PERMA for Balanced Living

Positive Psychology represents the new direction of psychology. Focusing on strengths and wellness in a person rather than what is “wrong”. In focusing on strengths already in a person a counselor can direct that person to use those strengths in their recovery process. This is not to suggest that Positive Psychology supposes that individuals should only “look on the bright side” or simply “cheer up” when they are in a tough spot. Rather those individuals can acknowledge that there is a whole range of emotion states. It is through the identification of inherent strengths that one can learn to bear the highs and lows of everyday life.

PERMA for Balanced Living | Brighton Recovery Center

At Brighton Recovery Center we utilize a concept called PERMA. Developed by the founder of positive psychology Martin Seligman. The PERMA model provides a framework by which an individual is living a balanced life that increases resiliency, increases distress tolerance, and decreases fixation on negative emotion states.
The PERMA model is divided in to 5 primary parts; Positive Emotions, Engagement, Relationships, Meaning, and Achievement. Each portion of the model will be discussed in the following sections but it is the balance of all these parts that is the heart of the model.

Positive Emotions:

As discussed earlier “positive emotions” does not suppose just the obvious emotions of “happy” or “joyful”. Positive emotions run deeper than surface emotional states. They present the capacity for hope and an ability to endure the negative while embracing the positive. Consider a funeral; not generally perceived as a “happy and joyous” event. While the room may be full of individuals who are grieving and feeling sadness in the moment, the one that can find the positive aspects (connection with family, using the loss as motivation to improve aspects of one’s life, celebrating the rich life the loved one lived in their time, etc.) is finding the first part of the PERMA model.


Full engagement in an activity implies that one has become so absorbed in what they are doing that the concepts of time, self, and other external sensations seem to disappear. This state of being fully engaged is often referred to as being in “Flow”. When one is in this Flow state the ego centers of the brain shut down and the pure experience is exposed without the doubt and fear one imposes on them. Flow is a concept that will be dissected in another post as it is a deep concept in itself.


This area of the PERMA model is a broad category. At the heart of the definition of this area of the model is the act of doing something that carries a deeper purpose. This deeper purpose can manifest in many ways; it could be direct service to others, it could be associating a more intrinsic value to a basic activity, or it can be finding the higher purpose in everyday life. For example; volunteering has an obvious meaning of service to others, but a simple day at the park with your family can carry the deeper meaning of building the bond between the family members. It depends on the individual to determine the meaning of the activity and the depth of that meaning relates to the depth of the experience.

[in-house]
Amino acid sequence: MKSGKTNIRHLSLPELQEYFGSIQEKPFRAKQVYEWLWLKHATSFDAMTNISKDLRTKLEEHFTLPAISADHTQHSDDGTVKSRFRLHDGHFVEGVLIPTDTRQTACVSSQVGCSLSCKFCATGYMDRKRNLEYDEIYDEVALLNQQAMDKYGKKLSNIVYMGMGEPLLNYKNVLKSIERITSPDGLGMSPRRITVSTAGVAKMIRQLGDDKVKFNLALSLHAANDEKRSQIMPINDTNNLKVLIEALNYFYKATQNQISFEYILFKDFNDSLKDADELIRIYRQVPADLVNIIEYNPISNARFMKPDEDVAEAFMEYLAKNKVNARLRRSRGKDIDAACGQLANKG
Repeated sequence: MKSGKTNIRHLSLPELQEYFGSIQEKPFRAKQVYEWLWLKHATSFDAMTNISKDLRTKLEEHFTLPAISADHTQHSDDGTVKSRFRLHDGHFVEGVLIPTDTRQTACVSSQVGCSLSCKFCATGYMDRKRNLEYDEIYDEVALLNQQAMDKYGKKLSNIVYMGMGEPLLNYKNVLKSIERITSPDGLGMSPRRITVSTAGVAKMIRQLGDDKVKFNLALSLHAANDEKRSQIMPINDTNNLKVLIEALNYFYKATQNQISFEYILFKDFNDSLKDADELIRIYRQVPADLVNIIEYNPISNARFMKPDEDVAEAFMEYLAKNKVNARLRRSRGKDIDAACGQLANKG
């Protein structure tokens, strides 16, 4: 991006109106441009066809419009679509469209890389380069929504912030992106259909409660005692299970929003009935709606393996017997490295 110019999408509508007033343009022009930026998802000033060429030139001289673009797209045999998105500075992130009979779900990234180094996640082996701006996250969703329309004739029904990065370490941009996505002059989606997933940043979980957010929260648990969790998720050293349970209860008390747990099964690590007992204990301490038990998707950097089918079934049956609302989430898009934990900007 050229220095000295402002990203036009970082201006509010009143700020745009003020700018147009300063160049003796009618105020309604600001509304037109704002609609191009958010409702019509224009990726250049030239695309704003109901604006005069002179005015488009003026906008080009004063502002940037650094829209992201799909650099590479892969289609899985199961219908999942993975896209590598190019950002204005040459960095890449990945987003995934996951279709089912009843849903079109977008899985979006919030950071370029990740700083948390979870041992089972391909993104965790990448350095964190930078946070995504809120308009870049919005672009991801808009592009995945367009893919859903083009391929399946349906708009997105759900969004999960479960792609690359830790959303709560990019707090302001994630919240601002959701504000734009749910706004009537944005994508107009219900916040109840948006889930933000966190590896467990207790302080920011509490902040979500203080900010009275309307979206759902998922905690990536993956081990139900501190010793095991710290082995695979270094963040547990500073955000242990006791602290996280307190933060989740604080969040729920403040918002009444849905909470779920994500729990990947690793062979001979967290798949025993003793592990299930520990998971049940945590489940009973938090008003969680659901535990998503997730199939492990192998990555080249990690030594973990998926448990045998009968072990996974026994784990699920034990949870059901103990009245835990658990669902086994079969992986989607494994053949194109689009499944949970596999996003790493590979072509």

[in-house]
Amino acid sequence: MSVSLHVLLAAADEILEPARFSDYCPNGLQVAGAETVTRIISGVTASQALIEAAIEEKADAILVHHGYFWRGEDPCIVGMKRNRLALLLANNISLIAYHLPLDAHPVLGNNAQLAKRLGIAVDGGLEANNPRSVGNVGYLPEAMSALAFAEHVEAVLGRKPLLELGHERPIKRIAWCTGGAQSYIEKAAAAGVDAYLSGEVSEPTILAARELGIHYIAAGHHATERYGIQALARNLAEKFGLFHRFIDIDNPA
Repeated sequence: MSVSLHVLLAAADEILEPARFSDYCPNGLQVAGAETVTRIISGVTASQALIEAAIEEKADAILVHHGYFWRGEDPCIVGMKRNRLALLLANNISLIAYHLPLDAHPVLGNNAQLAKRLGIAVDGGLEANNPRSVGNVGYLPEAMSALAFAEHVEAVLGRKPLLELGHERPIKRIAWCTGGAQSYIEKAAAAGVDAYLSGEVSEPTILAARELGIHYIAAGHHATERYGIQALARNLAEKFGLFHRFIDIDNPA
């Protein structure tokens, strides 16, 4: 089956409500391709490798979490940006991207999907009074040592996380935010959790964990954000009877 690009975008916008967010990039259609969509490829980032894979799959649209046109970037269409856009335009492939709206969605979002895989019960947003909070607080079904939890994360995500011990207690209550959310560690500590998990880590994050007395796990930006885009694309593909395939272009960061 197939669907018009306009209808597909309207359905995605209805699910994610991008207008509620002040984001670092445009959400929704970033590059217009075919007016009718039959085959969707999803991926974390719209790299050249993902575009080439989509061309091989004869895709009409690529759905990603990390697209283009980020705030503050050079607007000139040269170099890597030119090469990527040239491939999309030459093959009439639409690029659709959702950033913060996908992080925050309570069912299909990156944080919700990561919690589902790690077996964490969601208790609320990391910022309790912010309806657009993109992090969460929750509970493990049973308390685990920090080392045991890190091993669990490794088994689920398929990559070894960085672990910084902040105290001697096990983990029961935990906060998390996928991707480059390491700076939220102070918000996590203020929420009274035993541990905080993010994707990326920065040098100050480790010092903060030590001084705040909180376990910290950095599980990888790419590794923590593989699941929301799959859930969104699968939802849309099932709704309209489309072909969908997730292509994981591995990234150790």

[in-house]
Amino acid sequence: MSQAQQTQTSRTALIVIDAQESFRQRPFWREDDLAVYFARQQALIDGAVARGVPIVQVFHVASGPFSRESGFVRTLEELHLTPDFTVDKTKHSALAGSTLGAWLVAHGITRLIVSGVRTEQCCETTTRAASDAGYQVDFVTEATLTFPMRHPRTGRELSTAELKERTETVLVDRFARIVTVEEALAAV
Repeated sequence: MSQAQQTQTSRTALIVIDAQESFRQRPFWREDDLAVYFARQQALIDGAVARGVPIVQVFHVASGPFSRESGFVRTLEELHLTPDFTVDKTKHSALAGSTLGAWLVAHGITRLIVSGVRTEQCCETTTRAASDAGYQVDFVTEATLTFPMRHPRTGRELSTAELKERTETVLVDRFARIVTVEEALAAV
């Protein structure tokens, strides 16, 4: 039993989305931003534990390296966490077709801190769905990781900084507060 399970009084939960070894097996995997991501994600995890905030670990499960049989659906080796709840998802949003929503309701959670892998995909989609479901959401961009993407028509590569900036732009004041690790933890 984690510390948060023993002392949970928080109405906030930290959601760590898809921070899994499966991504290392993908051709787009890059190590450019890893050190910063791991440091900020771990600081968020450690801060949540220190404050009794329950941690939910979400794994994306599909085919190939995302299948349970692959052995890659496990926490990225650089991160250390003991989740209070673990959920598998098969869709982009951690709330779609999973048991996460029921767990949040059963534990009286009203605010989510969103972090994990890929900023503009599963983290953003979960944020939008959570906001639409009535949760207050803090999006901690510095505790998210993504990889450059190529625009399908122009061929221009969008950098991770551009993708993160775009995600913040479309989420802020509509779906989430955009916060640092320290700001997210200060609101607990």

Human beings by nature are social creatures; we live in sometimes complex social structures and crave connection with others. The very nature of addiction leads one to isolation; whether it is physical isolation from others or the emotional isolation that drives someone to deeper addiction. Through connection with others that contribute positively to our life experience we can find the deeper connections we crave as humans. These connections are not the self-serving connections where we always get our way; these deeper connections often challenge us and require a give and take.


Everyone feels good when they can see they fulfilled some sort of goal or milestone. How satisfying is it when you get to cross off something from your list of things to do? Recognizing the fact that you were able to stick to something to completion directly relates to identifying the personal strengths it took to get there. Just like the other aspects of the PERMA model, the complexity and depth of these achievements correlates to the feeling of accomplishment; the more complex or meaningful the achievement, the deeper the insight to the achievement, the more powerful the feeling.

The list of maladjustments within each of these aspects of the PERMA model is infinite. Individuals suffering from addiction often experienced an imbalance in their life that led to their use and through their use experienced a deeper and more profound deviation from this model of well-being. Contact Brighton Recovery Center where we strive to help individuals get back in balance with their lives and move forward with a happy, healthy, and whole life.

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